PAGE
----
About six years ago, I went to the Poconos for a winter retreat with my church. It was a small, simple gathering of about forty kids.
We were not yet teens but slowly coming to realize ourselves as more than just children.
Since I was new to the church, a few friends of mine gave me a basic overview on the kids of our youth group. I can still remember a few random faces and the descriptions that went with them:
"Oh, that's so-and-so. He's such a pussy; he wet
the bed at last year's retreat." or "That's
the kid that kicked so-and-so's butt cuz he bothered his sister."
"Who here loves Jesus?"
Everyone raised their hand; some even shouted small cries of their devotion.
"Then those of you that really love Jesus please come to the front of the room...and suffer his fate."
A confused and scared silence congested the air of the room. No one dared make a sound, even a cough, for fear that everyone else may look at him. It seemed as though everything had been frozen in a heavy fog that engulfed the room. Watches seemed to have stopped. Eyes ceased to blink. The only thing that moved was the flowing perspiration as we all waited for something to happen. The pastor clenched the stake high above his head.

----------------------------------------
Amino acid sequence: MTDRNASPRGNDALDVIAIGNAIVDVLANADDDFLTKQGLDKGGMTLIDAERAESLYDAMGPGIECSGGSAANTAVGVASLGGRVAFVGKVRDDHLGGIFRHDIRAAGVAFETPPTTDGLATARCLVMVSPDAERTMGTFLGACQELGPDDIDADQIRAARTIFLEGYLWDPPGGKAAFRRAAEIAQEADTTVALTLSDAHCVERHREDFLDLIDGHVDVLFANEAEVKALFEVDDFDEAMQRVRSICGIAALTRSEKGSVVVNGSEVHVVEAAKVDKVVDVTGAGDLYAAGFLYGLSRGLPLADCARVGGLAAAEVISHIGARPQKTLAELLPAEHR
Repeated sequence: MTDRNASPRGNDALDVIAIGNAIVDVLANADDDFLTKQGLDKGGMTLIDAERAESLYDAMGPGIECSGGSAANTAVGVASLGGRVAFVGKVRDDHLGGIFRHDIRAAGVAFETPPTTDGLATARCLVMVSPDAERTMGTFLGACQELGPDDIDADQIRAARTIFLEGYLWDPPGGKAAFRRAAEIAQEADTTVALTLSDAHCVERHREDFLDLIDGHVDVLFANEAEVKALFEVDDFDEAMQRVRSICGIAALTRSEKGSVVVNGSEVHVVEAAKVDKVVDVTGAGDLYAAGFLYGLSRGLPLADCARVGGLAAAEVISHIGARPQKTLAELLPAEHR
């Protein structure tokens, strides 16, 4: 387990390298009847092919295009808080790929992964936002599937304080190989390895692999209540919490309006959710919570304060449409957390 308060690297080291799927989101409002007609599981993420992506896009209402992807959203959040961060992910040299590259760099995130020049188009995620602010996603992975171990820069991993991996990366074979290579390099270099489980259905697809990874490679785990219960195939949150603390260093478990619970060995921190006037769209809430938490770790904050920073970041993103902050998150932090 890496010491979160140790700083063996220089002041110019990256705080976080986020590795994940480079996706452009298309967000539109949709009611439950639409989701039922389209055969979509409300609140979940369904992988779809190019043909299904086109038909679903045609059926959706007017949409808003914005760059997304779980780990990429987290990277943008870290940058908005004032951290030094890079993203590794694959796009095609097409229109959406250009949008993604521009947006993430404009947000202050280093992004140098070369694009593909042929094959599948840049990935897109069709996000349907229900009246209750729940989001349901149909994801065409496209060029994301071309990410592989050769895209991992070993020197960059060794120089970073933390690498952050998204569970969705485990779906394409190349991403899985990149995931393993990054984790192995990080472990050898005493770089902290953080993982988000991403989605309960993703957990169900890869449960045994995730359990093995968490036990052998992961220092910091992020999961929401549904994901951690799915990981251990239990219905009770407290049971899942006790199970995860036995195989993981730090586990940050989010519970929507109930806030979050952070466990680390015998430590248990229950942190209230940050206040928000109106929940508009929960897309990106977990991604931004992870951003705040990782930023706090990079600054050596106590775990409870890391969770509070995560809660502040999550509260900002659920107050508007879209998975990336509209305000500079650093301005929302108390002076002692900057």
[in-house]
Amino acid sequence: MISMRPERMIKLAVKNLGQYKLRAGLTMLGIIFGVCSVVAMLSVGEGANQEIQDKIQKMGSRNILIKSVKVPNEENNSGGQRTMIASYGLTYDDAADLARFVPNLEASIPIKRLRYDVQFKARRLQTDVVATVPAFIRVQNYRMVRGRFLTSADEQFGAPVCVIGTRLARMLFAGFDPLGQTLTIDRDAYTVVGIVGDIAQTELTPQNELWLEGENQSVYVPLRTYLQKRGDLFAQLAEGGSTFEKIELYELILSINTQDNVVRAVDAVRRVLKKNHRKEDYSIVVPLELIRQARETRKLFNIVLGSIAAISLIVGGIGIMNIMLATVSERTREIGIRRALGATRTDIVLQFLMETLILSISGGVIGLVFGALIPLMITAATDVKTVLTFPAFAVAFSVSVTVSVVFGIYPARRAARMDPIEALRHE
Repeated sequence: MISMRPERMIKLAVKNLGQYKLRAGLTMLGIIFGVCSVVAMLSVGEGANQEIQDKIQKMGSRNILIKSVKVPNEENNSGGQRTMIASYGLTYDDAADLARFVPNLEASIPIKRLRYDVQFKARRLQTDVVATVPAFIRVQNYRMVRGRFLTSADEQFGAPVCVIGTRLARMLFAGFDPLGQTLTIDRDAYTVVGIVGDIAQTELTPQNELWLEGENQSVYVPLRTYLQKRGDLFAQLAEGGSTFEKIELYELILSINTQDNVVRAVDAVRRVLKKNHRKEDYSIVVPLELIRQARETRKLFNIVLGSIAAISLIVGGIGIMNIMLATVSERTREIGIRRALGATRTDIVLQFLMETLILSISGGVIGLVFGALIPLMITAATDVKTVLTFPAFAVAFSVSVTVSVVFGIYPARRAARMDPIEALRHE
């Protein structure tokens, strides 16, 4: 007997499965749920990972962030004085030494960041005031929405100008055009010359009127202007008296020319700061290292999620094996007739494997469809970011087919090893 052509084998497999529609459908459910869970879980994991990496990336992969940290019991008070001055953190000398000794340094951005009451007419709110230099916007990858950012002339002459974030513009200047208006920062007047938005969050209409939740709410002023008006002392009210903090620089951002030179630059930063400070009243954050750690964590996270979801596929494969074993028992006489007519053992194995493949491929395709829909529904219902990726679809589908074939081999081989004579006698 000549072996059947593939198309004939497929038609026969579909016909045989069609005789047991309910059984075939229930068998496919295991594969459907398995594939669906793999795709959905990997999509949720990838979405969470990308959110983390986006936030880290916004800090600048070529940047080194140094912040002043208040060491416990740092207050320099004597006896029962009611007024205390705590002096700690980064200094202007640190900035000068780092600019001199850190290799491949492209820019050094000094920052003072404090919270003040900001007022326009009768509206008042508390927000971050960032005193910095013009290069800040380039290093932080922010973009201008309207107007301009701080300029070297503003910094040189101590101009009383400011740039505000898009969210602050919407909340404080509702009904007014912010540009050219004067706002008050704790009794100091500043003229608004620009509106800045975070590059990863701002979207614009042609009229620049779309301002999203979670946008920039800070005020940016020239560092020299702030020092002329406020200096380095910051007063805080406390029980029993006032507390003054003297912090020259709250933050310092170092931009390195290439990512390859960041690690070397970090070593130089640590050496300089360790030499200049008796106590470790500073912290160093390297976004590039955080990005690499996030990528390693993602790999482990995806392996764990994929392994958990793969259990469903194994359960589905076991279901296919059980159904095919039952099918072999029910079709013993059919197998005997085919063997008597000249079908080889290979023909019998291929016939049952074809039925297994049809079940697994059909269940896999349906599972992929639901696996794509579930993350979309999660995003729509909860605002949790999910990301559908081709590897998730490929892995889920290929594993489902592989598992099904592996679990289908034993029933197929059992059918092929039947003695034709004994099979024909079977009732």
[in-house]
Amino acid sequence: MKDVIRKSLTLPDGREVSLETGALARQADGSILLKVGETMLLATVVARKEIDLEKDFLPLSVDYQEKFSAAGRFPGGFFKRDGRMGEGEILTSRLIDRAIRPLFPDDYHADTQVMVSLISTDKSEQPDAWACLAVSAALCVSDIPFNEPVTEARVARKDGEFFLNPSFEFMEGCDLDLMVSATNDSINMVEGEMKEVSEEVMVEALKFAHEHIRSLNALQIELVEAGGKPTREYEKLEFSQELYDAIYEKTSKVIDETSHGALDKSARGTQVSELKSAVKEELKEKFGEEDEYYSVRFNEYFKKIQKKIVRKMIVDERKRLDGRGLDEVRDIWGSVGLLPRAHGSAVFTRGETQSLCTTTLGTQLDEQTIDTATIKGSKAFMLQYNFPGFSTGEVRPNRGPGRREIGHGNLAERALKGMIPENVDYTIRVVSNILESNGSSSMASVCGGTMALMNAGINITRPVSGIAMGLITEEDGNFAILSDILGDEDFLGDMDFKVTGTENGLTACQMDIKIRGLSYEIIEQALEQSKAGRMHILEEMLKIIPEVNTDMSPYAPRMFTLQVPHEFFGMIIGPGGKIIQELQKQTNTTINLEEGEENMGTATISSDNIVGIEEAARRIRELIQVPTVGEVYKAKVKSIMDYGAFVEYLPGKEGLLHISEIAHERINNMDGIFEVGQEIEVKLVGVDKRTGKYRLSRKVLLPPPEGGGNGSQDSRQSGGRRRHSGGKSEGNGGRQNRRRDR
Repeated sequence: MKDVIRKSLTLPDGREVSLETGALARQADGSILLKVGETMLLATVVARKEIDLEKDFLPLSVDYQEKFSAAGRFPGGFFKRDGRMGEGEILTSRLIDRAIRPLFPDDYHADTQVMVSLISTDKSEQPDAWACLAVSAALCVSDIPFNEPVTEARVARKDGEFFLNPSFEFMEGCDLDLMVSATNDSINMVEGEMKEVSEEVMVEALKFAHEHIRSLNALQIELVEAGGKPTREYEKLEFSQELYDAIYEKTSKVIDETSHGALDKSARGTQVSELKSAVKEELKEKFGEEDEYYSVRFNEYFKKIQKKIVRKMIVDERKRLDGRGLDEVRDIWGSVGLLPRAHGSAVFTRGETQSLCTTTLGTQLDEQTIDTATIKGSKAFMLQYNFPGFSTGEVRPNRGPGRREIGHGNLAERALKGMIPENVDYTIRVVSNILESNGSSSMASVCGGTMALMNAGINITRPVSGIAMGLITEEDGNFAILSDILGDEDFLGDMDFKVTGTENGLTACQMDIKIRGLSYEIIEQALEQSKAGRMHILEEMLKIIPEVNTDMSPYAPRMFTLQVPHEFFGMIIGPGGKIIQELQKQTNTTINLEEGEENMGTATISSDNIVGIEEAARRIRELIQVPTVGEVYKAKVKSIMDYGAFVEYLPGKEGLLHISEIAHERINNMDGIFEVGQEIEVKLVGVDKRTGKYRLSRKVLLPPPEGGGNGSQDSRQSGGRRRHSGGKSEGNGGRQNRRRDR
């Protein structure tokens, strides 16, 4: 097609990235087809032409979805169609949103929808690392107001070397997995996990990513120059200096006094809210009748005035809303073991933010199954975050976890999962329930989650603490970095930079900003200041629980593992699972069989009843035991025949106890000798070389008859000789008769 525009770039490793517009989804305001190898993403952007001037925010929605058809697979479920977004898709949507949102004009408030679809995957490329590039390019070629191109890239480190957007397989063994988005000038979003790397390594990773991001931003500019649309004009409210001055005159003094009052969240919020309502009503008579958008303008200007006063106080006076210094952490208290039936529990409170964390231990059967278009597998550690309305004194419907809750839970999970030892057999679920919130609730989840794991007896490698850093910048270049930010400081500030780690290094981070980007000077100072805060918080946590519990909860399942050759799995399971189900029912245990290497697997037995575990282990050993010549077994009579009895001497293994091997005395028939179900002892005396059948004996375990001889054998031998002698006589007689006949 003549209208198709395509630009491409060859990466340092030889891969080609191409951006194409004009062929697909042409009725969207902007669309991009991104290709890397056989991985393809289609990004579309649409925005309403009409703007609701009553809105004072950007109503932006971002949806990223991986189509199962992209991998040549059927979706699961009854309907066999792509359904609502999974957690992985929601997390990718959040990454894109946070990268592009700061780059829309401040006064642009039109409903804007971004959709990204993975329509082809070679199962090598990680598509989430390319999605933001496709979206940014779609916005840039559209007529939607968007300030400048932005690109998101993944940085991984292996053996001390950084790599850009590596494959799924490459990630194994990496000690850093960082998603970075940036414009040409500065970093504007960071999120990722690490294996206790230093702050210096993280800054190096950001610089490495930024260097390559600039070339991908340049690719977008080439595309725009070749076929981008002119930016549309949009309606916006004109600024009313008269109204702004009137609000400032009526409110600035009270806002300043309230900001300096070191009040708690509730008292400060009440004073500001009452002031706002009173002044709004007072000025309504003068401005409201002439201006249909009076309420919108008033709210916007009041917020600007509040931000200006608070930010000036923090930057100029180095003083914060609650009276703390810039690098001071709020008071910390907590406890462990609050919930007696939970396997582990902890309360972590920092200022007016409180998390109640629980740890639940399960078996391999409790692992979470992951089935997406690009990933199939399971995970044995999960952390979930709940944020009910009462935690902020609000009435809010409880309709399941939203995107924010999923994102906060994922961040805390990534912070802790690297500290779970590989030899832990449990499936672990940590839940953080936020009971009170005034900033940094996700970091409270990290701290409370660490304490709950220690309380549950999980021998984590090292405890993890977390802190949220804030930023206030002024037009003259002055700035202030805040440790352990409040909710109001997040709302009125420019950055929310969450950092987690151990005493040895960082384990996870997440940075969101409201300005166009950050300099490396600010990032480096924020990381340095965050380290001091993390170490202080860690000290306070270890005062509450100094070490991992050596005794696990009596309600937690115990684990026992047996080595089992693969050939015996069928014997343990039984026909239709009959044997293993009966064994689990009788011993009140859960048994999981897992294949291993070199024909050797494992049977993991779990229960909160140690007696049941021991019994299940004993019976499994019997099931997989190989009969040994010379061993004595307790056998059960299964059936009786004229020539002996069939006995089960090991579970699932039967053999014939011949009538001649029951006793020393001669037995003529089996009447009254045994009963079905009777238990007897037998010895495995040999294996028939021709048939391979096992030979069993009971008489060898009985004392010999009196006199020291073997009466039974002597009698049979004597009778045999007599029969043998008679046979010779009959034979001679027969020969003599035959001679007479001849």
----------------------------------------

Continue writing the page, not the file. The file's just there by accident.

"Who here is willing to place their hand out for
this stake to puncture it? Who? WHO?!"
Her face was streaked with the rivers of tears, not emotional tears like
that of all of ours had been, but spiritual tears
flowing from her dull eyes. She slowly peeled her arms from her
sides and lifted them to the man before her.
Not much changed the next day. She didn't miraculously lose
her physical defects. She was still made fun of...mostly by the
kids that weren't at the last night's service. And I'm sure that
if I asked any of the kids that were in that room the final night if they
ever made fun of anyone ever again that they would all say yes.
But the fact of the matter is, that occurence will stay with all of us,
the teachers, the kids, everyone, for the rest of our lives.
And perhaps we should all stop being so
judgmental, so ready to accuse or ridicule or hate, and stop
modeling ourselves to be like the Romans. Because as much as
it surprised us all, the only one of us that approached the
pastor with a sincere courage was that "retard,
that ugly retard" girl.